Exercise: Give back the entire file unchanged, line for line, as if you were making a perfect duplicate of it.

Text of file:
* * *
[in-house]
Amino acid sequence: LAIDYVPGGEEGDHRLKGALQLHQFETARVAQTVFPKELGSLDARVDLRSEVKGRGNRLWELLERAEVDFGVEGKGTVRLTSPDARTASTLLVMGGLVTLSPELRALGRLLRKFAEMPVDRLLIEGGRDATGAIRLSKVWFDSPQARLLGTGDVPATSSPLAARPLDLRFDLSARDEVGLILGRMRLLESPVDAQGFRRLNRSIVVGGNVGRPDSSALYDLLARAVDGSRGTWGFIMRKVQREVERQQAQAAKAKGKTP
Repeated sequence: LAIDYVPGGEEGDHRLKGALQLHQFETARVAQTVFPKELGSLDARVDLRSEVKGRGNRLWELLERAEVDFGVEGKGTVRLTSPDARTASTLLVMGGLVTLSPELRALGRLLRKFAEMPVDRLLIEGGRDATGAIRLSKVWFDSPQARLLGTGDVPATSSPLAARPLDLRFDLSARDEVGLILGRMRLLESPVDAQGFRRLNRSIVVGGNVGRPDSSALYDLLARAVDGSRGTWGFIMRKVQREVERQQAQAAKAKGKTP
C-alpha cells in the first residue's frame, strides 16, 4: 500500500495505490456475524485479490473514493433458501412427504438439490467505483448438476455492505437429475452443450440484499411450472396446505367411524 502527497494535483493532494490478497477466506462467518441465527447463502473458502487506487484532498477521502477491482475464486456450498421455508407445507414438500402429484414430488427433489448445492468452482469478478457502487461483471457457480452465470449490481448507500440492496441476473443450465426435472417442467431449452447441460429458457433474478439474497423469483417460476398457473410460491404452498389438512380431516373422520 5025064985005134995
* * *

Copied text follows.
[in-house]
Amino acid sequence: LAIDYVPGGEEGDHRLKGALQLHQFETARVAQTVFPKELGSLDARVDLRSEVKGRGNRLWELLERAEVDFGVEGKGTVRLTSPDARTASTLLVMGGLVTLSPELRALGRLLRKFAEMPVDRLLIEGGRDATGAIRLSKVWFDSPQARLLGTGDVPATSSPLAARPLDLRFDLSARDEVGLILGRMRLLESPVDAQGFRRLNRSIVVGGNVGRPDSSALYDLLARAVDGSRGTWGFIMRKVQREVERQQAQAAKAKGKTP
Repeated sequence: LAIDYVPGGEEGDHRLKGALQLHQFETARVAQTVFPKELGSLDARVDLRSEVKGRGNRLWELLERAEVDFGVEGKGTVRLTSPDARTASTLLVMGGLVTLSPELRALGRLLRKFAEMPVDRLLIEGGRDATGAIRLSKVWFDSPQARLLGTGDVPATSSPLAARPLDLRFDLSARDEVGLILGRMRLLESPVDAQGFRRLNRSIVVGGNVGRPDSSALYDLLARAVDGSRGTWGFIMRKVQREVERQQAQAAKAKGKTP
C-alpha cells in the first residue's frame, strides 16, 4: 500500500495505490456475524485479490473514493433458501412427504438439490467505483448438476455492505437429475452443450440484499411450472396446505367411524 502527497494535483493532494490478497477466506462467518441465527447463502473458502487506487484532498477521502477491482475464486456450498421455508407445507414438500402429484414430488427433489448445492468452482469478478457502487461483471457457480452465470449490481448507500440492496441476473443450465426435472417442467431449452447441460429458457433474478439474497423469483417460476398457473410460491404452498389438512380431516373422520 5025064985005134995